(Source: Cision Communications Cloud)

 

Charity work and the economic impact are two closely-watched topics that have emerged from this crisis. Here’s a look at the volume of news articles on Support during the COVID-19 period (based on keywords such as offer and donation) and economic impact (based on keywords such as marketing, sales, business, economic and downturn.

Here are six trending news topics that communications professionals should take note when looking for story angles 

Volunteers from the Hang Lung Properties; volunteer team Hang Lung As One helped to pack 2,000 health and food kits for the needy. (Photo: Hang Lung Properties)
Volunteers from the Hang Lung Properties helped to pack 2,000 health and food kits for the needy. (Photo: Hang Lung Properties)

 

  1. Support During COVID-19

From monetary and in-kind donations to human-interest stories, articles on how companies are contributing to those in need have become one of the most prominent news angles.

  1. Business/Economic Impact

The spread of the virus has caused businesses around the world to suffer revenue losses, and some have even ceased operations. This has piqued the public’s curiosity on understanding the economic shock brought about by the virus, and how they can better prepare for the impending challenges.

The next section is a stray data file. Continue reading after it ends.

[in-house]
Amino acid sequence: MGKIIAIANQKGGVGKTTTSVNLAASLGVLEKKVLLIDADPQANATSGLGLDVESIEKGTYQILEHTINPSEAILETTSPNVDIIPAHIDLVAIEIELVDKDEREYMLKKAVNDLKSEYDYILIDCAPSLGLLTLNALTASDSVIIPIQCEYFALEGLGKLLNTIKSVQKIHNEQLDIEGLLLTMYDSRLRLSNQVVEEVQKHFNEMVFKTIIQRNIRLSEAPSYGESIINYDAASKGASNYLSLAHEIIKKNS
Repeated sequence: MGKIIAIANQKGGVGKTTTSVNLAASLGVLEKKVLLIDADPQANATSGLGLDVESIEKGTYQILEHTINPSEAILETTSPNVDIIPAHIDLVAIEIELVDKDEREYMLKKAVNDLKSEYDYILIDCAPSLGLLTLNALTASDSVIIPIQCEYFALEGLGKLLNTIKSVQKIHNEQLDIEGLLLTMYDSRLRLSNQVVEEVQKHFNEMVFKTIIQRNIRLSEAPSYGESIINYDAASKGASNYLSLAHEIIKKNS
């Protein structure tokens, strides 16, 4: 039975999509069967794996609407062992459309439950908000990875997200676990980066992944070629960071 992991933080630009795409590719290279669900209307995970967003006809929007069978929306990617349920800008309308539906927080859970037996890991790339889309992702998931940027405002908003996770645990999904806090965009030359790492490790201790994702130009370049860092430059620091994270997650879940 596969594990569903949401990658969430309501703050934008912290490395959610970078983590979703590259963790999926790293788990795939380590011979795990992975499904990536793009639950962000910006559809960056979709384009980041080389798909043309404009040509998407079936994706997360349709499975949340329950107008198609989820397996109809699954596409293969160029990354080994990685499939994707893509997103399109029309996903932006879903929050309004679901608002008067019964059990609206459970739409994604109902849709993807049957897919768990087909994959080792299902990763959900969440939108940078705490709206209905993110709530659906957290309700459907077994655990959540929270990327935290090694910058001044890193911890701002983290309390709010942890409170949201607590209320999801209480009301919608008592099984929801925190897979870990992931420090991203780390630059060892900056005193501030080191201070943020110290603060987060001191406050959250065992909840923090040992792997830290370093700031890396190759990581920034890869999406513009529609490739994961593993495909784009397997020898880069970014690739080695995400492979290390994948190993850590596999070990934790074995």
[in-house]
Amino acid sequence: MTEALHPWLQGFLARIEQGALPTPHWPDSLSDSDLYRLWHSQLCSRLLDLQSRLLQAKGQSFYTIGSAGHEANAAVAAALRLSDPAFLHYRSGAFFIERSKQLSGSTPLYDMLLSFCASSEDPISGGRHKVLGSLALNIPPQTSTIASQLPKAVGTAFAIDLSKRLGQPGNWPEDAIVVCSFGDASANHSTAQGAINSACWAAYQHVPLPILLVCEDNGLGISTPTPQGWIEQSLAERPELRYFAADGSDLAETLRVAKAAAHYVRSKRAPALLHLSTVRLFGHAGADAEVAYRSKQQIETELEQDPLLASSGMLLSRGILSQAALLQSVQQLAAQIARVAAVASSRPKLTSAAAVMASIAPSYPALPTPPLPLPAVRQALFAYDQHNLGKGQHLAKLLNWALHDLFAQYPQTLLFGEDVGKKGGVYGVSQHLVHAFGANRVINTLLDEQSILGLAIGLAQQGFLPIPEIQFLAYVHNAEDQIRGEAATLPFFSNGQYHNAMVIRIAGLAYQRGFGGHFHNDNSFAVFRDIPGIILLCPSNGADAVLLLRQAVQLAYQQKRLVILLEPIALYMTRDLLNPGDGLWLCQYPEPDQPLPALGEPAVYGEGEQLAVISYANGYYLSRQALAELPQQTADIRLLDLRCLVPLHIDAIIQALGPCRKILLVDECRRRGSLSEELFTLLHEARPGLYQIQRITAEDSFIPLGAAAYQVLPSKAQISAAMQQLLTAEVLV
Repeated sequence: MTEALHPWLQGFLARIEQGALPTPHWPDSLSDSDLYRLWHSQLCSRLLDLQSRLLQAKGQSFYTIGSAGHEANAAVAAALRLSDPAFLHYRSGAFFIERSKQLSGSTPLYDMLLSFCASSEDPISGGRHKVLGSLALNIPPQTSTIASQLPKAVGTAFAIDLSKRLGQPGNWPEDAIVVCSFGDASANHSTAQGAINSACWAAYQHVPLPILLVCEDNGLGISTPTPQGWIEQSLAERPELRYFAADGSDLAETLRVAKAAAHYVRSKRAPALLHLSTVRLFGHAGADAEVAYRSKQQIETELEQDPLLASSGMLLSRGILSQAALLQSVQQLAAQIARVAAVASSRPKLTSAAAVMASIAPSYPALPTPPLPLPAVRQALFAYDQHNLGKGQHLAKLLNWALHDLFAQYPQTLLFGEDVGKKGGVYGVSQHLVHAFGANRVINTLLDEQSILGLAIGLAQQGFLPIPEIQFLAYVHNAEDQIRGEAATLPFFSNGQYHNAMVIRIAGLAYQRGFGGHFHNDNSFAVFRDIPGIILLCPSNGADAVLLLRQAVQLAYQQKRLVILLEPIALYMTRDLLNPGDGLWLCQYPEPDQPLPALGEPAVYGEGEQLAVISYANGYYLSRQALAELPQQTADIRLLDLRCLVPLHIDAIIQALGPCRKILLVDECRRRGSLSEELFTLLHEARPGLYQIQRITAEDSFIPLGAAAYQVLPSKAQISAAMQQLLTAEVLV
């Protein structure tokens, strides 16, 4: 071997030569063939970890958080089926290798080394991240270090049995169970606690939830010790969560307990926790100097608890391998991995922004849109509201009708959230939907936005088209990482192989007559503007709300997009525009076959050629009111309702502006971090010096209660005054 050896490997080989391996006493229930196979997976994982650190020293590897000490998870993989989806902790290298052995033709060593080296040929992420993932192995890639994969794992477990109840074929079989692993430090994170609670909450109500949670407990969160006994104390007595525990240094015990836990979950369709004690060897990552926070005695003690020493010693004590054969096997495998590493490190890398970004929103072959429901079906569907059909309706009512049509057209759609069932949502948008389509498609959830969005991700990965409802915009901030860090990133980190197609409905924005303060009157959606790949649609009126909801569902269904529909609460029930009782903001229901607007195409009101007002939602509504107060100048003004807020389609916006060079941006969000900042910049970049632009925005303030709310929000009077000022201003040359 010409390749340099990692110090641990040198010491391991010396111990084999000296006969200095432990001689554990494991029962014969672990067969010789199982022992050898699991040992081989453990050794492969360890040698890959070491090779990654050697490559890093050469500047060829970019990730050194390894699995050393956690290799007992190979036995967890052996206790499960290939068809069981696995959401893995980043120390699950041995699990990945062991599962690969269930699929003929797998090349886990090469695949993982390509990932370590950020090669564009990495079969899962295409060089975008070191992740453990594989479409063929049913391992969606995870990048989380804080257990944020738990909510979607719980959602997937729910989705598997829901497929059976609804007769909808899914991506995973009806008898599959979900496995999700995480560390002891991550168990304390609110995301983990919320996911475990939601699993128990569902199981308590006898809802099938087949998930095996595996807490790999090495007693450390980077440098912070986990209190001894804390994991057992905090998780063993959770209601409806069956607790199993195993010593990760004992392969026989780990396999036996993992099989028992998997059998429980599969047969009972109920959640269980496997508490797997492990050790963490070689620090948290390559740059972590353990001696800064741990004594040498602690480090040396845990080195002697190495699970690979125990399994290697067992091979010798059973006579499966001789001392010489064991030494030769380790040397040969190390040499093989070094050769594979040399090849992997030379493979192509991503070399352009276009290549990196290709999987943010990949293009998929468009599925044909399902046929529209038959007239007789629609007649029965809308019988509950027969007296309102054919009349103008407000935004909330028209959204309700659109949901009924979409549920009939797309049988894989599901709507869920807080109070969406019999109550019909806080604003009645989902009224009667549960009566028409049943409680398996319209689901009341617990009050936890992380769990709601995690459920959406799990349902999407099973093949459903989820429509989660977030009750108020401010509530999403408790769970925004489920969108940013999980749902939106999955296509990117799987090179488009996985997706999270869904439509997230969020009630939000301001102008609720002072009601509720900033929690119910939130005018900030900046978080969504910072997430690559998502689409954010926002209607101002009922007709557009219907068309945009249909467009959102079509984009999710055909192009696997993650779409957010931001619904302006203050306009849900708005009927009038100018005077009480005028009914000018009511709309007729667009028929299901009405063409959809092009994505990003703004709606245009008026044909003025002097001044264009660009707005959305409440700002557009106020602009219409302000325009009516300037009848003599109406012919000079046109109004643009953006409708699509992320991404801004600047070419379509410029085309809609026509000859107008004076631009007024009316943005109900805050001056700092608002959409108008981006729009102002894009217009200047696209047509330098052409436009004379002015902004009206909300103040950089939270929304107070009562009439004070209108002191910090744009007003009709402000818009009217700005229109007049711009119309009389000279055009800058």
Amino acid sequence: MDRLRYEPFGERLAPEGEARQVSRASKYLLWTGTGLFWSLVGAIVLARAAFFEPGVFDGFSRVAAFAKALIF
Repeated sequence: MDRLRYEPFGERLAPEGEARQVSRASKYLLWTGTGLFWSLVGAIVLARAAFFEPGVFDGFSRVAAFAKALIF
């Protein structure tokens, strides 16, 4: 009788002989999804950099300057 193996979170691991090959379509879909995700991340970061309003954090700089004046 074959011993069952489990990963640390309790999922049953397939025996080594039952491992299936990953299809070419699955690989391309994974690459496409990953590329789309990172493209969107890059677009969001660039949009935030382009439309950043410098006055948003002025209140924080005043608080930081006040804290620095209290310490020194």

1. Frontliners

Although remote working has become the norm, front-line medical staff do not have this luxury. On top of their usual job routines, they also face extreme pressure from handling an influx of new cases every day. With infections on the rise, the number of media reports on the work of frontline medical staff looks set to increase.

  1. Press Releases

Besides press releases on health precautions, those on business contingency plans of companies are popular among audiences. These press releases have helped to restore public confidence that business operations will resume as soon as this crisis is over.

  1. WHO-related News

As the virus continues to throw the world in a state of confusion, a considerable number of political and business leaders are heeding the public health advice from this global health institution.

  1. Working from Home

With the pandemic in full swing, companies are embracing remote work arrangements. Given that most industries are new to this concept, audiences are seeking technology help on utilizing video conferencing tools like Zoom and work collaboration platforms such as Microsoft Teams and Slack.

The Media’s Perspective

COVID-19 Crisis Communications Media Pitching

Don Cheng

Senior Reporter, Bloomberg Businessweek (Chinese Edition) 

 

What I am looking out for?

Many businesses have been affected by the pandemic. Instead of focusing on the negative aspect, I’d pay more attention on how companies are turning new possibilities that have emerged from this crisis into opportunities. Meanwhile, the Internet has become a more important platform, so I also keep an eye on how companies are branching out to e-commerce.

My editorial angle